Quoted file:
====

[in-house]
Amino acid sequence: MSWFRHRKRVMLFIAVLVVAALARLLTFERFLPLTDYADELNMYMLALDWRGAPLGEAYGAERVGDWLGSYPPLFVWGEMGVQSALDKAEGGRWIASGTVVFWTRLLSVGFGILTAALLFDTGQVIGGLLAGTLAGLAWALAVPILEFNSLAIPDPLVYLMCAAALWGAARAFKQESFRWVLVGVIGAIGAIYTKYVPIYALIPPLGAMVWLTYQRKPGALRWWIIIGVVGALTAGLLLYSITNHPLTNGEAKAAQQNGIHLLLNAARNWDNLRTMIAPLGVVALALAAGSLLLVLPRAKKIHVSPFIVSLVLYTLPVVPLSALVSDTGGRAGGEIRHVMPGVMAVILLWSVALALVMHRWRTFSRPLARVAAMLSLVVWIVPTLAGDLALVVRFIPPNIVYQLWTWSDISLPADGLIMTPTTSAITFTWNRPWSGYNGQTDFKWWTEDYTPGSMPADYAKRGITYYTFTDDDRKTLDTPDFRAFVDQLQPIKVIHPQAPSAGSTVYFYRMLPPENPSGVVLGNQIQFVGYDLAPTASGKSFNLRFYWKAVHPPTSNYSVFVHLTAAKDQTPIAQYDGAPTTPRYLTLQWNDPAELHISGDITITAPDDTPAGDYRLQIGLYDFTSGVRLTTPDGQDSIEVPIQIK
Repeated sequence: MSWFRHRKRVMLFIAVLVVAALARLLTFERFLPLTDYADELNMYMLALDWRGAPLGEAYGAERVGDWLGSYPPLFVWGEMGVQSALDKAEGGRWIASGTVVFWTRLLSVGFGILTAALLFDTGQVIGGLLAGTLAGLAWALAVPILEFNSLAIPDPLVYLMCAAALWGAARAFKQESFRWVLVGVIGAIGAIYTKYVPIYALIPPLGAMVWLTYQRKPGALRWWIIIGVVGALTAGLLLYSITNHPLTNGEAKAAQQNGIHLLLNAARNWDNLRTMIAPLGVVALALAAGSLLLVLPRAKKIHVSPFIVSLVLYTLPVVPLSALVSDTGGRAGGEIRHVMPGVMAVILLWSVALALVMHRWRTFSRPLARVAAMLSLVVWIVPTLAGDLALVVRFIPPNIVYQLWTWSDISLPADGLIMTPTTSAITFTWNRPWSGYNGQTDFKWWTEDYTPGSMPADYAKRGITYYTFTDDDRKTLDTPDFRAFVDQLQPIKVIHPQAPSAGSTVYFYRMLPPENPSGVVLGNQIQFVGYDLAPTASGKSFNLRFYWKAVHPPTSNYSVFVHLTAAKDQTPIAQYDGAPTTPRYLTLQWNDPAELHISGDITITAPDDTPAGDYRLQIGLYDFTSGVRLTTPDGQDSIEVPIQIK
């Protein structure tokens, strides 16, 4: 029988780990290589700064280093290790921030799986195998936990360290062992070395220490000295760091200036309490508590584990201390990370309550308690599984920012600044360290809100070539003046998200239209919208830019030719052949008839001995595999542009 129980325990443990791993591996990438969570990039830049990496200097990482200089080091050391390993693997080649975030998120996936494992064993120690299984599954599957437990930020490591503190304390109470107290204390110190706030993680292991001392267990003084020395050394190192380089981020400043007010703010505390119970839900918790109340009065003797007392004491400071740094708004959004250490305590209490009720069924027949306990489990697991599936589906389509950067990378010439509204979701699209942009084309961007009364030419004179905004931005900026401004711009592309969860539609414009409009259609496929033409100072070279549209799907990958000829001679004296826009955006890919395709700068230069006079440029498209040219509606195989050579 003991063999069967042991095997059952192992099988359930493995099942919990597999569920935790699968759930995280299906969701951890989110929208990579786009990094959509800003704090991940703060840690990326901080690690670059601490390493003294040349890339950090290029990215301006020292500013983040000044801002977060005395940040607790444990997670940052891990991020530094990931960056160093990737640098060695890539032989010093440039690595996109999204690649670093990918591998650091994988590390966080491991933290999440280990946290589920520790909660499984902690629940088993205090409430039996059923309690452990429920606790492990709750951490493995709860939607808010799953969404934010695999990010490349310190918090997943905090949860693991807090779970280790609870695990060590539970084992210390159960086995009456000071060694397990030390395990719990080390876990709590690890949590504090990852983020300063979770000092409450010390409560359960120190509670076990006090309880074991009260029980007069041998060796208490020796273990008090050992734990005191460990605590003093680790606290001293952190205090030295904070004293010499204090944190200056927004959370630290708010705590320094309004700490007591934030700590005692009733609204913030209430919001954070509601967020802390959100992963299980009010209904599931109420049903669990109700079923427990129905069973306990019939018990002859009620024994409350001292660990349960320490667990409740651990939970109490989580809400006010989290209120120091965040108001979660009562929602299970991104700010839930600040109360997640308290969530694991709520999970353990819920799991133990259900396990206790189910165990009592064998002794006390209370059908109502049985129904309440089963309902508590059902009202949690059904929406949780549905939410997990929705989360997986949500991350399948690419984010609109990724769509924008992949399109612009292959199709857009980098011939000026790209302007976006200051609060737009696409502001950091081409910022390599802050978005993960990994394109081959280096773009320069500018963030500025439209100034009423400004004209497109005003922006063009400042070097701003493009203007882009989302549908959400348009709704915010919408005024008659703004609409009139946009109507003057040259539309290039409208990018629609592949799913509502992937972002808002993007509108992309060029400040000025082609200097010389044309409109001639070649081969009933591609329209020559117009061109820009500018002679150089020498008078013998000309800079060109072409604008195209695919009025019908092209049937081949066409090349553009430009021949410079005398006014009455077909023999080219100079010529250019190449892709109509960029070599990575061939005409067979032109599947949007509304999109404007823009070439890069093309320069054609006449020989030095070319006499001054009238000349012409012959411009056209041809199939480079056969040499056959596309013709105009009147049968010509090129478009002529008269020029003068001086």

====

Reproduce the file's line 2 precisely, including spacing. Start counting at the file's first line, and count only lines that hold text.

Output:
Amino acid sequence: MSWFRHRKRVMLFIAVLVVAALARLLTFERFLPLTDYADELNMYMLALDWRGAPLGEAYGAERVGDWLGSYPPLFVWGEMGVQSALDKAEGGRWIASGTVVFWTRLLSVGFGILTAALLFDTGQVIGGLLAGTLAGLAWALAVPILEFNSLAIPDPLVYLMCAAALWGAARAFKQESFRWVLVGVIGAIGAIYTKYVPIYALIPPLGAMVWLTYQRKPGALRWWIIIGVVGALTAGLLLYSITNHPLTNGEAKAAQQNGIHLLLNAARNWDNLRTMIAPLGVVALALAAGSLLLVLPRAKKIHVSPFIVSLVLYTLPVVPLSALVSDTGGRAGGEIRHVMPGVMAVILLWSVALALVMHRWRTFSRPLARVAAMLSLVVWIVPTLAGDLALVVRFIPPNIVYQLWTWSDISLPADGLIMTPTTSAITFTWNRPWSGYNGQTDFKWWTEDYTPGSMPADYAKRGITYYTFTDDDRKTLDTPDFRAFVDQLQPIKVIHPQAPSAGSTVYFYRMLPPENPSGVVLGNQIQFVGYDLAPTASGKSFNLRFYWKAVHPPTSNYSVFVHLTAAKDQTPIAQYDGAPTTPRYLTLQWNDPAELHISGDITITAPDDTPAGDYRLQIGLYDFTSGVRLTTPDGQDSIEVPIQIK